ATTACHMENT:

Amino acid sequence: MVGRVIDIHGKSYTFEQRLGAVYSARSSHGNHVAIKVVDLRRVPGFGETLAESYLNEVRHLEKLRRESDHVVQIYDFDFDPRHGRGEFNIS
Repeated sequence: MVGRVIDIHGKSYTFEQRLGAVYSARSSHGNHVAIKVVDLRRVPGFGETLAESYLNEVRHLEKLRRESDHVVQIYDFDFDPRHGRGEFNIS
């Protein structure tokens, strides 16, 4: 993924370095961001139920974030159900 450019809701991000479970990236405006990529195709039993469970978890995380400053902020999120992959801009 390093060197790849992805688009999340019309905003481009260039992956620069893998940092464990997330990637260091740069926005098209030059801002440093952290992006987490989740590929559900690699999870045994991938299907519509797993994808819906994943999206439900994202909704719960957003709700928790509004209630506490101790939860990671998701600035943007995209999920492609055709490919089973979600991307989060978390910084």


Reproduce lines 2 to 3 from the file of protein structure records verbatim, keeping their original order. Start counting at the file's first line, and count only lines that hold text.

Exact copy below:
Repeated sequence: MVGRVIDIHGKSYTFEQRLGAVYSARSSHGNHVAIKVVDLRRVPGFGETLAESYLNEVRHLEKLRRESDHVVQIYDFDFDPRHGRGEFNIS
């Protein structure tokens, strides 16, 4: 993924370095961001139920974030159900 450019809701991000479970990236405006990529195709039993469970978890995380400053902020999120992959801009 390093060197790849992805688009999340019309905003481009260039992956620069893998940092464990997330990637260091740069926005098209030059801002440093952290992006987490989740590929559900690699999870045994991938299907519509797993994808819906994943999206439900994202909704719960957003709700928790509004209630506490101790939860990671998701600035943007995209999920492609055709490919089973979600991307989060978390910084």